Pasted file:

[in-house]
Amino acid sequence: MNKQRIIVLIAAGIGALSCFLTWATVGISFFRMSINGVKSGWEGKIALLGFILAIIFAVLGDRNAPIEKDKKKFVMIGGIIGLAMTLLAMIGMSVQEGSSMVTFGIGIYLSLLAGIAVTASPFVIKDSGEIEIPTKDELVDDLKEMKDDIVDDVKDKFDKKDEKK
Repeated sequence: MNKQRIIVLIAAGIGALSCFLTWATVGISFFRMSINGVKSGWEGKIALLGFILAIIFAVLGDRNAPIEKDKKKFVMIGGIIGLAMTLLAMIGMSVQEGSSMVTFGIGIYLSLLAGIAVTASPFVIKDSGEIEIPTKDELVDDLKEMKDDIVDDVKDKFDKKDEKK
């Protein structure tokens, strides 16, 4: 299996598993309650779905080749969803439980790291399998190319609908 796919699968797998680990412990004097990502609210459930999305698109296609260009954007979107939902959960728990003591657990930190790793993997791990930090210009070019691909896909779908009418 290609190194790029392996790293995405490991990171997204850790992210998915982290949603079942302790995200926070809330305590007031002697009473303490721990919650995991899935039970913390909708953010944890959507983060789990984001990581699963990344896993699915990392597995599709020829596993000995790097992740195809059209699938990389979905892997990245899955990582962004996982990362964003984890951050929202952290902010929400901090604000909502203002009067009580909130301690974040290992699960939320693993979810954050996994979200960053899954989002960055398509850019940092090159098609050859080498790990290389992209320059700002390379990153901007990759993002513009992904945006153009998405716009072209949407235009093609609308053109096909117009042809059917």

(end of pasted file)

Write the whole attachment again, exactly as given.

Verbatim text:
[in-house]
Amino acid sequence: MNKQRIIVLIAAGIGALSCFLTWATVGISFFRMSINGVKSGWEGKIALLGFILAIIFAVLGDRNAPIEKDKKKFVMIGGIIGLAMTLLAMIGMSVQEGSSMVTFGIGIYLSLLAGIAVTASPFVIKDSGEIEIPTKDELVDDLKEMKDDIVDDVKDKFDKKDEKK
Repeated sequence: MNKQRIIVLIAAGIGALSCFLTWATVGISFFRMSINGVKSGWEGKIALLGFILAIIFAVLGDRNAPIEKDKKKFVMIGGIIGLAMTLLAMIGMSVQEGSSMVTFGIGIYLSLLAGIAVTASPFVIKDSGEIEIPTKDELVDDLKEMKDDIVDDVKDKFDKKDEKK
């Protein structure tokens, strides 16, 4: 299996598993309650779905080749969803439980790291399998190319609908 796919699968797998680990412990004097990502609210459930999305698109296609260009954007979107939902959960728990003591657990930190790793993997791990930090210009070019691909896909779908009418 290609190194790029392996790293995405490991990171997204850790992210998915982290949603079942302790995200926070809330305590007031002697009473303490721990919650995991899935039970913390909708953010944890959507983060789990984001990581699963990344896993699915990392597995599709020829596993000995790097992740195809059209699938990389979905892997990245899955990582962004996982990362964003984890951050929202952290902010929400901090604000909502203002009067009580909130301690974040290992699960939320693993979810954050996994979200960053899954989002960055398509850019940092090159098609050859080498790990290389992209320059700002390379990153901007990759993002513009992904945006153009998405716009072209949407235009093609609308053109096909117009042809059917």